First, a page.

One quarter of an inch. Yesterday I watched Christina and Clara’s tennis class and the coach told Christina she needed to change the angle of her racquet by one quarter of an inch (or a couple of millimeters.) Tiny change, big impact. You usually see difference between success and failure in a myriad of small details. Applying this to your language, you can make small changes in your vocabulary for a much bigger impact. It’s still true that how you say something, who says it, how the sayer dresses are all important, but the words themselves are tools. Below I’m sharing a sneaky word that looks almost noble, but it’s usually a total energy drain.
"Words are powerful because they label, categorize and create concepts that become our thoughts." Tonya Williams. Tonya leads this fabulous coaching program called "Slim, Chic and Savvy" and her mission is about savoring each day, or as she calls it, "French-kissing life." Wordsmith Frank Luntz is another powerful champion of choosing your words carefully. It’s tempting to justify careless word choices using Shakespeare’s "a rose by any other name smells just as sweet," but you can use words to create new experiences for yourself and others. Your words can also make you feel weak, or sad, and can have the same impact on other people.
There are several words you can ditch because they don’t usually help you or anyone else: hate, can’t, have to are a few of these….but there’s one that’s especially nefarious in a subtle way. See if you can find it in the following list of useless, or even counterproductive thoughts that come to my mind at times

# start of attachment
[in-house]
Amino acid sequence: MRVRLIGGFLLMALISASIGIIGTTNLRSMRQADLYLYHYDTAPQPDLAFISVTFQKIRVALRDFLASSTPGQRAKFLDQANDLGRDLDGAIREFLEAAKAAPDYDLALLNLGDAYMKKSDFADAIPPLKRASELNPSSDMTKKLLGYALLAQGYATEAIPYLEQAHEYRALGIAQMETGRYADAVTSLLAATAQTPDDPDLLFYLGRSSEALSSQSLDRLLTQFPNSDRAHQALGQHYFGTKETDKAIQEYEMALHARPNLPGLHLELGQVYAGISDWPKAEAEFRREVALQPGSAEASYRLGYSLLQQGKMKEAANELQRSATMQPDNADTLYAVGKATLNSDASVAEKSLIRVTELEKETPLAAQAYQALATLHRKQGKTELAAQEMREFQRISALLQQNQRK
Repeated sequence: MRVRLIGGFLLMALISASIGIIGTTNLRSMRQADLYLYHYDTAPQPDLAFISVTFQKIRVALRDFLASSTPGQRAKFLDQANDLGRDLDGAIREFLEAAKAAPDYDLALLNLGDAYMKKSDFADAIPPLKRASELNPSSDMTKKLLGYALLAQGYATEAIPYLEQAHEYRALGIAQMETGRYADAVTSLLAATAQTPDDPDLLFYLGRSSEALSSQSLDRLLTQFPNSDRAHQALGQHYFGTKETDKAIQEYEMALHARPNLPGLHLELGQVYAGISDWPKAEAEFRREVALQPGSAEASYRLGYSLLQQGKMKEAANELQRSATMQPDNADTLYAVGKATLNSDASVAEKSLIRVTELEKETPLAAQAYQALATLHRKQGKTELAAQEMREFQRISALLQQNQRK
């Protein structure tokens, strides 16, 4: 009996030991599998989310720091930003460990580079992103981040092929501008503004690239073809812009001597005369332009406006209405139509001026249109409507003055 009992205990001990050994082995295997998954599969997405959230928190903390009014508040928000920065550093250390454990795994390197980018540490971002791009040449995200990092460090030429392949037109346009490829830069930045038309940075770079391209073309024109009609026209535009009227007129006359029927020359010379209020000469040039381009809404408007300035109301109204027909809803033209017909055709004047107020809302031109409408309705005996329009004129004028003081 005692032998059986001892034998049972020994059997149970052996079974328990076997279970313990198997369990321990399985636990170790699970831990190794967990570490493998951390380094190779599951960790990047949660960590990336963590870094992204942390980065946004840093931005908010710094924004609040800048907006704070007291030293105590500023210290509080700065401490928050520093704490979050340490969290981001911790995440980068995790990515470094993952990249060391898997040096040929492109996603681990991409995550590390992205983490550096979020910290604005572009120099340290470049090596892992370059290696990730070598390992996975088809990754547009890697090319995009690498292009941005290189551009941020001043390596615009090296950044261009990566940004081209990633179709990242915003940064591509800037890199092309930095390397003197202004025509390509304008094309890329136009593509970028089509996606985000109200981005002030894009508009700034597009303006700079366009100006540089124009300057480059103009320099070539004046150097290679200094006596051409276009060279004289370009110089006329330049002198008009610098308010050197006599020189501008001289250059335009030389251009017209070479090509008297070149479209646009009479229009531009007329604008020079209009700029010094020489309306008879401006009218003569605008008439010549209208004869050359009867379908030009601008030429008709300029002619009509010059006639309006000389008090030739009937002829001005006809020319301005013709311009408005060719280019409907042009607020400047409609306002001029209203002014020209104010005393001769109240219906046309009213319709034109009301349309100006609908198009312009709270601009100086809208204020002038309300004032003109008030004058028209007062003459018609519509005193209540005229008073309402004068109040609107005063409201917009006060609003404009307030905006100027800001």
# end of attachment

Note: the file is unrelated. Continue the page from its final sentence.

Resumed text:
Laura’s useless thoughts:
- I should eat less sugar.
- People who move to this country should learn English.
- Those kids should play outside.
- ______ should not run for President.
- We should save more money.
- The school should have uniforms.
- Ruben’s prescription anti-allergy medicine should not cost $500. (Don’t worry we didn’t buy it.)
Now, I still think the world would be a better place if I were in complete control (obviously!) and enforcing all these "shoulds."
So far, no one has asked me to take control of the planet. Until that happens, thinking about things beyond my scope of influence drains my energy and puts my focus on the problems, not on the solutions.
So the next time you get get ready to "should", ask yourself if you’re willing to take action. If not, re-direct your attention back into your own garden.
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